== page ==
In the past few weeks, I have been reflecting on what I can do in my everyday life to help impact change. I needed to step away and quietly do the work of reading and thinking instead of endlessly scrolling through social media (I did plenty of that in the beginning). During this time, I paused in publishing fashion and beauty-related content to make space and take the time to reflect and listen to Black voices. I’m not an expert on race, obviously, and I don’t have the answers. I know one thing for certain though – we can all see the racial injustices happening before our eyes regardless of political affiliation. We can all show empathy and compassion and recognize that people are in pain.
Black lives matter. It feels so painfully obvious to say it and the fact that there needs to be a movement to make that abundantly clear is a reflection of the work we all need to do. Here is why it’s problematic to respond to this simple fact with all lives matter. The recent deaths of George Floyd, Ahmaud Arbery, Breonna Taylor, and many others is devastating. Everyone deserves to be treated equally and feel protected and no one should be treated differently based on the color of their skin.
As a parent of three small children, I have been learning how I can thoughtfully have age-appropriate conversations with my children about race. My priority is raising children who are loving and respectful of all people. I’m learning that racism thrives in silence. This article was incredibly helpful in understanding how silence can breed prejudice. I’ve been reading this blog, Raising Race Conscious Children, and learning how to discuss race with small children. The Conscious Kid is also a great resource for parents. When I feel hopeless and my heart feels heavy, I look at my littles, all under five-years-old, and realize I have a chance to raise kind people. I’m hopeful that the next generation will live in a different world and strongly believe that the path to that world is education. No matter how against racism and socially conscious we think we are, there is room to grow and learn. I keep coming back to this statement from Robin DiAngelo in her book, White Fragility, “we must be willing to consider that unless we have devoted intentional and ongoing study, our opinions are necessarily uninformed, even ignorant.”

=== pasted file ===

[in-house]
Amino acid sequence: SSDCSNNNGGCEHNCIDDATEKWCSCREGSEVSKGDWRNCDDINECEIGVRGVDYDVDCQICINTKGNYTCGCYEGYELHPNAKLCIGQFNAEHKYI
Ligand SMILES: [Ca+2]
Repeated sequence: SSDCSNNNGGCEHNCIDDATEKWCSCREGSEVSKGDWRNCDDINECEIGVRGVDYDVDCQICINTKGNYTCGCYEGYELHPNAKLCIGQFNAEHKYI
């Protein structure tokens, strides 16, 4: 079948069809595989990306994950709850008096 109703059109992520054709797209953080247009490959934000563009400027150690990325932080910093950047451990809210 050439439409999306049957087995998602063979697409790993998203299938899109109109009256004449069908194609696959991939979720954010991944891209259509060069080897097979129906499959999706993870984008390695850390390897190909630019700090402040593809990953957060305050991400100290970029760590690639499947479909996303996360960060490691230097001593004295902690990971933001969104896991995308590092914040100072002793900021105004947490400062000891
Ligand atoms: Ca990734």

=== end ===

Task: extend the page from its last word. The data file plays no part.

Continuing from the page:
I wanted to share some writing I have been using to learn about systemic racism and how I can affect change in my everyday life. I struggled with whether to share this list, mainly because I think it’s important to do the work rather than talk about how you’re going to do the work. I decided that sharing my personal reading list may help bring awareness and promote the work of great writers, activists, and academics who are leading the change. The articles below in particular have changed the way I understand racism. They have also changed the way I talk about these issues. I have often felt like conversations about race went in circles with no resolution in sight. These articles help provide background and history that can lead to a more productive and less contentious discussion.
You’ll also find both nonfiction and fiction books below. Reading books with Black protagonists is essential to better understanding current events from the perspective of Black people living their everyday lives. It’s an opportunity to enter someone’s world and see how overt discrimination unfolds with devestating consequences. After reading The Hate U Give last year, I saw police brutality from the perspective of the Black community in a way that is not covered in the media. Learning about someone else’s story with an open mind is an opportunity to have empathy for those whose lives are different than our own.